al ajmi2009.pdf

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order to develop suitable strategies to increase their client base. This is particularly
important for Islamic banks as they lack standardization of their products, and this
leads to higher transaction costs compared with conventional banks (Al-Maraj, 2008).
A previous study of client’s selection criteria for Islamic banks in Bahrain by
Metawa and Almossawi (1998) sufferered from a number of limitations:
(1) their sample consisted of only two Islamic banks, which were the only ones
available at the time;
(2) the period during which they conducted their study was characterized by the
limited number of Islamic financial institutions and the very limited number of
products and services that complied with Islamic sharia’a requirements;
(3) although their study was supposed to investigate clients’ awareness and
satisfaction with the services of Islamic banks, they classified responses, not in
terms of named products of Islamic banks, but in terms of products and services
offered by conventional banks; and
(4) they included in their questionnaire only four possible criteria for choosing to
bank with an Islamic bank.
These shortcomings are a limitation when seeking to generalize their conclusions to an
industry that now is composed of many more banks offering a wide range of products
and services. The present study is more extensive and draws upon a population of all
the clients all retail Islamic banks. In another study (Almossawi, 2001) used a sample of
students at the University of Bahrain to test the criteria for bank selection. Although
Metawa and Almossawi (1998) reported that fulfilment of religious requirements was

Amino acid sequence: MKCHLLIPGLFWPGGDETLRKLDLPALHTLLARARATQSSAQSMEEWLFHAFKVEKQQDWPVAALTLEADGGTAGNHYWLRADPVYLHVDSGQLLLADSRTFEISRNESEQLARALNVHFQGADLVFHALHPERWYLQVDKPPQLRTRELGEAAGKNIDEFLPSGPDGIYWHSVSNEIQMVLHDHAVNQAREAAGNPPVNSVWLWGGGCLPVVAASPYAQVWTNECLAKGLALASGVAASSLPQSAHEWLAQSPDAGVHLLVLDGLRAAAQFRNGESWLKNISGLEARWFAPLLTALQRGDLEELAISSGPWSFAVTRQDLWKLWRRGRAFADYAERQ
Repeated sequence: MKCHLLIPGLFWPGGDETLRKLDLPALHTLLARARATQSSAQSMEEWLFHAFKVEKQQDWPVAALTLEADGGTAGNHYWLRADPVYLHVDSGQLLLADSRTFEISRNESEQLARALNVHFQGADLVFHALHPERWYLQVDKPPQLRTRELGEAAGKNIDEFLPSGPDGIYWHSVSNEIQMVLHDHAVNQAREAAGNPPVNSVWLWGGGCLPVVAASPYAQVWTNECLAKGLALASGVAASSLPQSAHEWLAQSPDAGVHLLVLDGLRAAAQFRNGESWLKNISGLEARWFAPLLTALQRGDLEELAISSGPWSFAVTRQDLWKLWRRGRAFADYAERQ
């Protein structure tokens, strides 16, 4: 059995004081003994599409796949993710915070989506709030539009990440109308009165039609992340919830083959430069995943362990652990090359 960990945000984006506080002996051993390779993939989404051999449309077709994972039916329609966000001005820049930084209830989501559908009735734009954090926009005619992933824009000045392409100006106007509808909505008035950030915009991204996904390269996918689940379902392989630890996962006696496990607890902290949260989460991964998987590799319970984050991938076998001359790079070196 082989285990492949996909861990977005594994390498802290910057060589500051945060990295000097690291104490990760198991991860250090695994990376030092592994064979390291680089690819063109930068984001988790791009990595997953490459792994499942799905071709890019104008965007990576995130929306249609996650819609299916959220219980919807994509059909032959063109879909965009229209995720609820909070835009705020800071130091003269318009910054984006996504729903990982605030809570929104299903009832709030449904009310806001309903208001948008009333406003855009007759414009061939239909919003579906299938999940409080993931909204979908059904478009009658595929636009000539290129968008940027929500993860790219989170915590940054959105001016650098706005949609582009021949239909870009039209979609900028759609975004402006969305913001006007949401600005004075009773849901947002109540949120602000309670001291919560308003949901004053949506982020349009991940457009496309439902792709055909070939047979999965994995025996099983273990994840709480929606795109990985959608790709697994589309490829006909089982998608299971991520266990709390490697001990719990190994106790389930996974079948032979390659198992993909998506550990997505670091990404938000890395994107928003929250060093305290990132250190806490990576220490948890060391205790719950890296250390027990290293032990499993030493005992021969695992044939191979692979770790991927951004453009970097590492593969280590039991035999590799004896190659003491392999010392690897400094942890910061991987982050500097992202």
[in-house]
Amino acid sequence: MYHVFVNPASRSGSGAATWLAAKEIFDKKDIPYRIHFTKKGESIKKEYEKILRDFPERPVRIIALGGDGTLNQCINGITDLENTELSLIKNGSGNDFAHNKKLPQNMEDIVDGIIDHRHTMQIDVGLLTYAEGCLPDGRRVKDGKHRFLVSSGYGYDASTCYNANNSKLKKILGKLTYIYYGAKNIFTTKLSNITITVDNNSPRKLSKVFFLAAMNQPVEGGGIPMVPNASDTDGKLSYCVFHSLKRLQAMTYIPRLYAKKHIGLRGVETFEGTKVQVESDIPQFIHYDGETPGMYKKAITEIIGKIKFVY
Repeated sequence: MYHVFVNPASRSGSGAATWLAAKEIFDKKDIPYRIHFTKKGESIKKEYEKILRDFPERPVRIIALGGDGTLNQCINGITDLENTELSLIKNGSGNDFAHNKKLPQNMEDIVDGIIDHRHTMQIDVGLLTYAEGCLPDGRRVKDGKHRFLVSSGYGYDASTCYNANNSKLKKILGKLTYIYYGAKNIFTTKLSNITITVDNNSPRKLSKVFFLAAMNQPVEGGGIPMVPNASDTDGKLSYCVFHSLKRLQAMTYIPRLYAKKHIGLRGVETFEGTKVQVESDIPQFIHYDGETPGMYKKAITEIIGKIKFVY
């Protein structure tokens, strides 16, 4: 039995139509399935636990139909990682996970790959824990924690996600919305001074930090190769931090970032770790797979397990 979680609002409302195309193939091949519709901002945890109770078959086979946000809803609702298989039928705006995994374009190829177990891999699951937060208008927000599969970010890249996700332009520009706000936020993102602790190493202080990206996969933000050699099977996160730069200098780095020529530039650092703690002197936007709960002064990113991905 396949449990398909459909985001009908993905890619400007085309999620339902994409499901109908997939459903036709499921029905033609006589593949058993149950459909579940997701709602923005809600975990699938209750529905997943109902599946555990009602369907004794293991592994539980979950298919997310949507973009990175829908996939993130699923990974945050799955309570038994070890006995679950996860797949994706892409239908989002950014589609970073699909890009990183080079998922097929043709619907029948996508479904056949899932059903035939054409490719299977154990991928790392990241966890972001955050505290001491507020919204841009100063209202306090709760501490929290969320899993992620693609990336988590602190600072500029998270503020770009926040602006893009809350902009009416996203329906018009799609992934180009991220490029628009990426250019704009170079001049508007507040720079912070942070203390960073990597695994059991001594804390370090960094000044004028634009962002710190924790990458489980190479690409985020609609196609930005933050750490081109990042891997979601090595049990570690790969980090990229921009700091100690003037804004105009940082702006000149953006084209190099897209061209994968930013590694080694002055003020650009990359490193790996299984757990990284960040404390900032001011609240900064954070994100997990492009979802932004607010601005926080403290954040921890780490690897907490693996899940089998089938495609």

found to be the prime motive for the bank selection, Almossawi (2001) did not include
this motive in the list of the test criteria the students were invited to choose from,
although Almossawi offered no explanation for this omission. The present study
attempts to overcome all of these limitations.
Cultural differences are also likely to lead consumers to use different criteria for
selecting services or products (Balnkson et al., 2007). Therefore, the results reported by
studies conducted in different national settings cannot easily be generalized, especially
when the results of these studies are inconsistent even when conducted in the same
environment. A further reason for conducting the present study is that the results of
previously published research are inconclusive (Gerrard and Cunningham, 2001;
Dusuki and Abdullah, 2007; Gait and Worthington, 2008).
The chief objectives of the present study are to:
contribute in the literature on the selection criteria clients use to choose when
they choose to bank with Islamic banks;
determine the relative familiarity of bank clients with the products and services
offered by Islamic banks; and
find the extent of use of those products/services by bank clients.
The results of the study have implications for the way banks seek to enlarge their
customer base. The way these banks conduct their business may motivate clients to
choose a bank that uses Islamic sharia’a principles as a base for all products and
services. The objectives of the study are to understand clients’ motives for banking
with Islamic banks in Bahrain. Bahrain is a suitable place to conduct such a study,

Islamic banks in